Non-alcoholic steatohepatitis induced by carbamazepine and variegate porphyria

Eur J Gastroenterol Hepatol. 2001 Aug;13(8):973-5. doi: 10.1097/00042737-200108000-00018.


A 42-year-old woman presented with acute bullous skin lesions and angio-oedema that had developed 3 months after initiation of treatment with carbamazepine for epilepsy. Chromatographic analysis of urinary porphyrins was compatible with variegate porphyria. This was manifested initially by neurological symptoms that were mistaken for epilepsy and later by cutaneous symptoms also. Histological findings excluded hepatic porphyria, but revealed severe fatty changes thought to be caused by idiosyncratic metabolism of carbamazepine. While the porphyrinogenicity of carbamazepine is well known, the presence of variegate porphyria has not been reported. The toxic hepatic effects of the drug on hepatic cytochrome P-450, which is involved in haem metabolism, could have aggravated the pre-existent porphyria, provoking the onset of skin lesions.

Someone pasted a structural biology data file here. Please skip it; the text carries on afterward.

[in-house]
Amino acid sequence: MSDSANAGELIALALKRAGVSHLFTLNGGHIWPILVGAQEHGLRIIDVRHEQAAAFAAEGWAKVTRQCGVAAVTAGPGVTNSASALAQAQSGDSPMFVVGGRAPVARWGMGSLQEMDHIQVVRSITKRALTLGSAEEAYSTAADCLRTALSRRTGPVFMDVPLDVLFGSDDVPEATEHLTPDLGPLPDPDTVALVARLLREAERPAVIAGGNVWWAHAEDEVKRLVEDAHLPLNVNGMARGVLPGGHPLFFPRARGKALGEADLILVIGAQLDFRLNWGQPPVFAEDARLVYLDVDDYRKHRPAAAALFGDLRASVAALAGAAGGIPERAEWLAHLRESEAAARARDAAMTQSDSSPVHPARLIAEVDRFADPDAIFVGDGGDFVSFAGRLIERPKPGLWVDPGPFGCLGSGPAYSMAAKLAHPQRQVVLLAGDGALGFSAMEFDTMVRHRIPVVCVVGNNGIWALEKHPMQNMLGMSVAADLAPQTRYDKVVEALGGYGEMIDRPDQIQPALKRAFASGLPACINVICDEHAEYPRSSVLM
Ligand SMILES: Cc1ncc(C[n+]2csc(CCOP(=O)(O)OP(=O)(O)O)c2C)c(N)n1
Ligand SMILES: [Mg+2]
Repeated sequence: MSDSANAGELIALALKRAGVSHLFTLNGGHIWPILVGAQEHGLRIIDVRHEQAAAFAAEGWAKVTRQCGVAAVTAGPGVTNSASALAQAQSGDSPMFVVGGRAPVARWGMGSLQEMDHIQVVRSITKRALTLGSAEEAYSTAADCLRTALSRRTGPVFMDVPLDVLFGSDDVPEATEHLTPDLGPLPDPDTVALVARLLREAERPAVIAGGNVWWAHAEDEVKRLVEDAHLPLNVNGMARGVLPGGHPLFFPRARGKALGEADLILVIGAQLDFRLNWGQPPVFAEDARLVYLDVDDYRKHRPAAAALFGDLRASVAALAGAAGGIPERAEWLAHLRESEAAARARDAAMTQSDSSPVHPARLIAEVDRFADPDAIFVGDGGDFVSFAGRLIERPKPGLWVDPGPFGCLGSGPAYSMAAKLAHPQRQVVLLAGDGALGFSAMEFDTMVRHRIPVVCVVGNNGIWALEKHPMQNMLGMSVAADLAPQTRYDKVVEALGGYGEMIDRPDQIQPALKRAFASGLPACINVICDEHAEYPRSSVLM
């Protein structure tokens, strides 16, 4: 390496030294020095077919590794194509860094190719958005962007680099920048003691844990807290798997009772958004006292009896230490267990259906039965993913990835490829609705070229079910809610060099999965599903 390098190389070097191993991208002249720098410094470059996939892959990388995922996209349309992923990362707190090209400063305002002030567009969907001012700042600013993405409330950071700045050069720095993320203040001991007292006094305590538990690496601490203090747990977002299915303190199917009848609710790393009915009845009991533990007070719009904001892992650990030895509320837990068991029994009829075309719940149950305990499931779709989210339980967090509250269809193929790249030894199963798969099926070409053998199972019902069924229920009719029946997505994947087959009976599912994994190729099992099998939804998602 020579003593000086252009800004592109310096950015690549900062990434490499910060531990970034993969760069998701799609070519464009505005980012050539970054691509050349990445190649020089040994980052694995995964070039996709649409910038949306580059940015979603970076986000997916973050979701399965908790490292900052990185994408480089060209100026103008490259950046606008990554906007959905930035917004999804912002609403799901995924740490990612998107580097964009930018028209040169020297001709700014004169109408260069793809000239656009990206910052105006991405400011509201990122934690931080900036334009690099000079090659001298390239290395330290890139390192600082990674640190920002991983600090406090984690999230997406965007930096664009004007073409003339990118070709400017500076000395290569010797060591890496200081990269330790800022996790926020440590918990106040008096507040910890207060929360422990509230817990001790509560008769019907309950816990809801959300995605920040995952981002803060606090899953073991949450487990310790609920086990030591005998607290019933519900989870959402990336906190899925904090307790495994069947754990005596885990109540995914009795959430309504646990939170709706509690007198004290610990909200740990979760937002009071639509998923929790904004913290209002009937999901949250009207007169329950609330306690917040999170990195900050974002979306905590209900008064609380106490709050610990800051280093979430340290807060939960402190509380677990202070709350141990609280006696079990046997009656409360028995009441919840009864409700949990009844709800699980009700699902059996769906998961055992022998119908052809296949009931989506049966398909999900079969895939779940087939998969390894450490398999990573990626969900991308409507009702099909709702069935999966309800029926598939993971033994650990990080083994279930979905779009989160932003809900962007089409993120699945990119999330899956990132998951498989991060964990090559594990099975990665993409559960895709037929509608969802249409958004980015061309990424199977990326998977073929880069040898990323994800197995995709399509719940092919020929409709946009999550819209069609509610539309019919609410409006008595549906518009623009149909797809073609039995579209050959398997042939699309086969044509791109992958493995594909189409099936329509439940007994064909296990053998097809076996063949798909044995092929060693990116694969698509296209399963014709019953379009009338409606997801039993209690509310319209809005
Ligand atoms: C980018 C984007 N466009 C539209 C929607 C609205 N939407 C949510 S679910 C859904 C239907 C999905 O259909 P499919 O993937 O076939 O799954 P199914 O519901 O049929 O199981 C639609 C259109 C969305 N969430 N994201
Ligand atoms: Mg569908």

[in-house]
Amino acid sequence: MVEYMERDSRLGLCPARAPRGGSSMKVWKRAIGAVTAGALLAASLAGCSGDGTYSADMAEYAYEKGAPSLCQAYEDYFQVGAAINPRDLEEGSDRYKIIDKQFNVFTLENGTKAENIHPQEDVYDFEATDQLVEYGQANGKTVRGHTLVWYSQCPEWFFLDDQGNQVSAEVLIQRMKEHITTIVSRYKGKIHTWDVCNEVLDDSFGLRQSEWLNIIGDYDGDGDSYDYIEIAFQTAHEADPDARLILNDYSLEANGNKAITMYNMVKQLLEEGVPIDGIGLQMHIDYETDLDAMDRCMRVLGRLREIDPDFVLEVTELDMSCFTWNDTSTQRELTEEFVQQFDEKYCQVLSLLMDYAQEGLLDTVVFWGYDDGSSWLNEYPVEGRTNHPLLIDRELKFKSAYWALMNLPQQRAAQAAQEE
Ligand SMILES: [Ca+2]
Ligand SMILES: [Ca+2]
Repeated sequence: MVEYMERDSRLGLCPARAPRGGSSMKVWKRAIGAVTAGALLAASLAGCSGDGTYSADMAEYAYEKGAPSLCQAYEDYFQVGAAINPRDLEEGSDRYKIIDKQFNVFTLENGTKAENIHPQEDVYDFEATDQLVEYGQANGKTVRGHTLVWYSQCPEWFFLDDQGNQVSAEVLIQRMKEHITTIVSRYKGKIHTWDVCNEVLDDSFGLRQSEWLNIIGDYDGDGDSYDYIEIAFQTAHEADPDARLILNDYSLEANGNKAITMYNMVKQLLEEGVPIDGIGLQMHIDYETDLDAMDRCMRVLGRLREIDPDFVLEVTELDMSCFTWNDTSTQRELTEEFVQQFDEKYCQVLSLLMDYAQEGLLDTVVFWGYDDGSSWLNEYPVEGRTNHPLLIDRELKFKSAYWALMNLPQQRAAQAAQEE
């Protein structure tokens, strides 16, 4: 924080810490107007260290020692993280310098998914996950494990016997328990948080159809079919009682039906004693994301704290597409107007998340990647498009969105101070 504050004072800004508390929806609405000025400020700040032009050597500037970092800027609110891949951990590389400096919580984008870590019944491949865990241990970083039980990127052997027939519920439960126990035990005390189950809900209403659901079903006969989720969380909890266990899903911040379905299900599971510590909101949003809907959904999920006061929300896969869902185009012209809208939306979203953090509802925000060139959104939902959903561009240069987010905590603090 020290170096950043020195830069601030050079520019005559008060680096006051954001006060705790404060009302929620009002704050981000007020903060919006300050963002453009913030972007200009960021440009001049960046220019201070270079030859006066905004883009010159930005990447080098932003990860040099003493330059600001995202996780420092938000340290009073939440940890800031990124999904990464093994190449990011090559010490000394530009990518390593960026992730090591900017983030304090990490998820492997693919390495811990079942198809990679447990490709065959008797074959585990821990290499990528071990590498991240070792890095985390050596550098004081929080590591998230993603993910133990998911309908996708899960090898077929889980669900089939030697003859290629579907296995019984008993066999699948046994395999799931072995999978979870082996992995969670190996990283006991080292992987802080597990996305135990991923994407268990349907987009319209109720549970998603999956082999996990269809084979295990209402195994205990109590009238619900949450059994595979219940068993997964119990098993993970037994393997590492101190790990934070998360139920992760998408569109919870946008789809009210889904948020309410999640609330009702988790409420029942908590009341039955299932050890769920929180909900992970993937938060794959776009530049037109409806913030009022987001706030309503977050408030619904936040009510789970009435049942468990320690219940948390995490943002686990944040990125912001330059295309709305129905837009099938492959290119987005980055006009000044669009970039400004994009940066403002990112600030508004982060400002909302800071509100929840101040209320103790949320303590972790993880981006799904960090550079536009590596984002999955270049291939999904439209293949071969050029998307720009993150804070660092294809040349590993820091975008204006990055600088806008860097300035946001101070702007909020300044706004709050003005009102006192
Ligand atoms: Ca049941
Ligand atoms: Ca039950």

Publication types

  • Case Reports

MeSH terms

  • Adult
  • Anticonvulsants / adverse effects*
  • Carbamazepine / adverse effects*
  • Chemical and Drug Induced Liver Injury / diagnosis
  • Chemical and Drug Induced Liver Injury / etiology*
  • Chemical and Drug Induced Liver Injury / pathology
  • Diagnosis, Differential
  • Drug Eruptions / diagnosis
  • Epilepsy / drug therapy
  • Fatty Liver / chemically induced
  • Fatty Liver / pathology
  • Female
  • Humans
  • Liver / drug effects
  • Liver / pathology
  • Porphyrias, Hepatic / pathology*
  • Skin Diseases / pathology


  • Anticonvulsants
  • Carbamazepine